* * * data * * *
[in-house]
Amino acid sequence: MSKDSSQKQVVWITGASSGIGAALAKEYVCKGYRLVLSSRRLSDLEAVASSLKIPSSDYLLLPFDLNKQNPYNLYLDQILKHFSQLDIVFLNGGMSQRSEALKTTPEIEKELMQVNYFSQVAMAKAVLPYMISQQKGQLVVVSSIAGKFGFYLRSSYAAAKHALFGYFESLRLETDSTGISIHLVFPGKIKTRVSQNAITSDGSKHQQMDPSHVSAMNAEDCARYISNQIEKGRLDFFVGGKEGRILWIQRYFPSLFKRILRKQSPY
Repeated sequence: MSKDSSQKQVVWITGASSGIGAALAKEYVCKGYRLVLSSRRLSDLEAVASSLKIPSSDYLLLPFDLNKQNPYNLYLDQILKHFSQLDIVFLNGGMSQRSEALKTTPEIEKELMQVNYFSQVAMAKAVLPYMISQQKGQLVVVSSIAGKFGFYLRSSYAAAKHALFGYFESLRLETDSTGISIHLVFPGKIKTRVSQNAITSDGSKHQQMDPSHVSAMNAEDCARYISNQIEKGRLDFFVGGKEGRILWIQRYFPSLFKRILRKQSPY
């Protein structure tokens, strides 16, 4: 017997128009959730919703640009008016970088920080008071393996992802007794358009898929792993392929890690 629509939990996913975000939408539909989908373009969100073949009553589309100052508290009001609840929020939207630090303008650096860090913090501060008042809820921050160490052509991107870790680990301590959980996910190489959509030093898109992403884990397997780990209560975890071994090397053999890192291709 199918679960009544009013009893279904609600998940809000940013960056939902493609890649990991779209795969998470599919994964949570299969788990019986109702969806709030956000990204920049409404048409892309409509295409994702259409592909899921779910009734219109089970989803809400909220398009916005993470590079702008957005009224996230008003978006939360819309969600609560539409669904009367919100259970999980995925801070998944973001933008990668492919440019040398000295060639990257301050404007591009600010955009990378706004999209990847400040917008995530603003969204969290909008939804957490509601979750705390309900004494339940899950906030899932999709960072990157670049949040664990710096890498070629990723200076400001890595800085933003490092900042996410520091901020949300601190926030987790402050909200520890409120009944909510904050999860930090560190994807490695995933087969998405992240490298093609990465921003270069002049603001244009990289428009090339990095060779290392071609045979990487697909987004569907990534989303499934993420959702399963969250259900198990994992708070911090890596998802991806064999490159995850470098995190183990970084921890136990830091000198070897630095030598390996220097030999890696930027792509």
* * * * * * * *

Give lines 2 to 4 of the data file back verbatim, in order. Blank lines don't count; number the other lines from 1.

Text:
Amino acid sequence: MSKDSSQKQVVWITGASSGIGAALAKEYVCKGYRLVLSSRRLSDLEAVASSLKIPSSDYLLLPFDLNKQNPYNLYLDQILKHFSQLDIVFLNGGMSQRSEALKTTPEIEKELMQVNYFSQVAMAKAVLPYMISQQKGQLVVVSSIAGKFGFYLRSSYAAAKHALFGYFESLRLETDSTGISIHLVFPGKIKTRVSQNAITSDGSKHQQMDPSHVSAMNAEDCARYISNQIEKGRLDFFVGGKEGRILWIQRYFPSLFKRILRKQSPY
Repeated sequence: MSKDSSQKQVVWITGASSGIGAALAKEYVCKGYRLVLSSRRLSDLEAVASSLKIPSSDYLLLPFDLNKQNPYNLYLDQILKHFSQLDIVFLNGGMSQRSEALKTTPEIEKELMQVNYFSQVAMAKAVLPYMISQQKGQLVVVSSIAGKFGFYLRSSYAAAKHALFGYFESLRLETDSTGISIHLVFPGKIKTRVSQNAITSDGSKHQQMDPSHVSAMNAEDCARYISNQIEKGRLDFFVGGKEGRILWIQRYFPSLFKRILRKQSPY
């Protein structure tokens, strides 16, 4: 017997128009959730919703640009008016970088920080008071393996992802007794358009898929792993392929890690 629509939990996913975000939408539909989908373009969100073949009553589309100052508290009001609840929020939207630090303008650096860090913090501060008042809820921050160490052509991107870790680990301590959980996910190489959509030093898109992403884990397997780990209560975890071994090397053999890192291709 199918679960009544009013009893279904609600998940809000940013960056939902493609890649990991779209795969998470599919994964949570299969788990019986109702969806709030956000990204920049409404048409892309409509295409994702259409592909899921779910009734219109089970989803809400909220398009916005993470590079702008957005009224996230008003978006939360819309969600609560539409669904009367919100259970999980995925801070998944973001933008990668492919440019040398000295060639990257301050404007591009600010955009990378706004999209990847400040917008995530603003969204969290909008939804957490509601979750705390309900004494339940899950906030899932999709960072990157670049949040664990710096890498070629990723200076400001890595800085933003490092900042996410520091901020949300601190926030987790402050909200520890409120009944909510904050999860930090560190994807490695995933087969998405992240490298093609990465921003270069002049603001244009990289428009090339990095060779290392071609045979990487697909987004569907990534989303499934993420959702399963969250259900198990994992708070911090890596998802991806064999490159995850470098995190183990970084921890136990830091000198070897630095030598390996220097030999890696930027792509």